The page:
Ring of O
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The Ring of O is a specially designed ring which has been worn as a distinctive mark among BDSM practitioners, mainly in continental Europe — and especially the German-speaking countries — since the 1990s. Its use is relatively widespread within this subculture. Its name derives from the name of the central female character in the classic BDSM novel Story of O (written by Pauline Réage), who was a sex slave and wore an analogous ring.
Description in literature
The ring mentioned in the original novel was quite different from what is most commonly known as the "Ring of O" today. The novel describes the ring as shaped similarly to a signet ring (with a seal disk on top which was relatively large for a woman's ring), made out of dull-gray polished iron, lined with gold on the inside, and with a golden Triskelion on its top area.
The ring's symbolic meaning in the novel differs quite a bit from the one commonly used among BDSM practitioners today. In the book, such a ring is worn by a female "slave" after she has finished her training at Roissy. Those wearing the ring are obliged to be obedient to any man who belongs to the secret society of Roissy (whose emblem is the triskelion), and must allow him to do absolutely everything with them that he pleases.
This stands in strong contrast to the ring's meaning today. People indicate by wearing such rings that they are interested in BDSM, and sometimes by the hand they wear it on whether they are a Top or a Bottom.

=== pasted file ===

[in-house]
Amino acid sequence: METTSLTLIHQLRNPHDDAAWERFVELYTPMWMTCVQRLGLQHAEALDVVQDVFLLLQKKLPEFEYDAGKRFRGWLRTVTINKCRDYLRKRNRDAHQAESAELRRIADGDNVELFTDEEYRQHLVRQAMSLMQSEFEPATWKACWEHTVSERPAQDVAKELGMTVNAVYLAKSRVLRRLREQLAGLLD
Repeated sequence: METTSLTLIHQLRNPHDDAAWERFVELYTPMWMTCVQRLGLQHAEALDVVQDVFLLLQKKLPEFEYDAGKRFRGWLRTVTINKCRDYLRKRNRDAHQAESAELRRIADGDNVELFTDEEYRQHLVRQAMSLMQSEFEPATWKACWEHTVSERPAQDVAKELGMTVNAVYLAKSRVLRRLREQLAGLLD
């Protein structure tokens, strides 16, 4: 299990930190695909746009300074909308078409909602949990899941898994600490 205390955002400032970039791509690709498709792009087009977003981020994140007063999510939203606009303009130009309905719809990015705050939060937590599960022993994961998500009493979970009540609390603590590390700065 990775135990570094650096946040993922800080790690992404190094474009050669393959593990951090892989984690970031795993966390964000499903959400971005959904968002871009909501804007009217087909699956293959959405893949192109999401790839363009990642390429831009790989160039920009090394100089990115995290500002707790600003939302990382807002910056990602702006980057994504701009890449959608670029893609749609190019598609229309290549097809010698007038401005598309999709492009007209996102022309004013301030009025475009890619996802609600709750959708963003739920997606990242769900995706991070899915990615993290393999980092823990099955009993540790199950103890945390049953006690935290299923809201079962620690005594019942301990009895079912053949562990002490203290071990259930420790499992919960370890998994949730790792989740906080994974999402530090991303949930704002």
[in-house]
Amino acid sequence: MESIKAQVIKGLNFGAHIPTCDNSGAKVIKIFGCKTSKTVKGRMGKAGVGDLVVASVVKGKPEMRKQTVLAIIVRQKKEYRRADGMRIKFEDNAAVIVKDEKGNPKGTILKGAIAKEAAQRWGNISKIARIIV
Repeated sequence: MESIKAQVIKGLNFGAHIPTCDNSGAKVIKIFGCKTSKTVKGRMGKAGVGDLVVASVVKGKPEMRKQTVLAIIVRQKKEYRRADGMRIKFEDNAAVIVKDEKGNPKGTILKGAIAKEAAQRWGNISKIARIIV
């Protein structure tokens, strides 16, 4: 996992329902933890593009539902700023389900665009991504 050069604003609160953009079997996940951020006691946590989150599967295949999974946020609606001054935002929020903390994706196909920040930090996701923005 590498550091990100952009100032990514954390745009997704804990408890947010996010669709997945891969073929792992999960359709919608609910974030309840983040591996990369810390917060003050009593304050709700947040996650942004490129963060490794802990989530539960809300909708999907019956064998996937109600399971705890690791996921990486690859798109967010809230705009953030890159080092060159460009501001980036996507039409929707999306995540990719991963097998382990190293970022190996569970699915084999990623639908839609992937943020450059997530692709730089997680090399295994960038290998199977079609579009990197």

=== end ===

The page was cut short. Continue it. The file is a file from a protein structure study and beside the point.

The first film adaptation of the novel Story of O showed a design consisting of a cylindrical steel ring with an attached ball holding an even smaller toroidal ring (which could swivel in one direction). This alluded to the leather collar and bracelets, each with a metal ring, that had been locked onto O during her training.
The first image of this jewellery design was published in the September issue (No.4) of the German BDSM magazine Schlagzeilen in 1989.
As a collar
The term O Ring is sometimes used to refer to collars as well (contrasting with D-ring collars). In this context it can describe a collar with one large ring for fastening. Collars featuring such rings are often worn by bottoms to indicate that they are in a steady relationship.
- Kathrin Passig and Ira Strübel: Die Wahl der Qual. Rowohlt-Verlag 2004, ISBN 3-499-61692-0 (German)
- Matthias T. J. Grimme: Das SM-Handbuch. Charon-Verlag 2002, ISBN 3-931406-01-6 (German)
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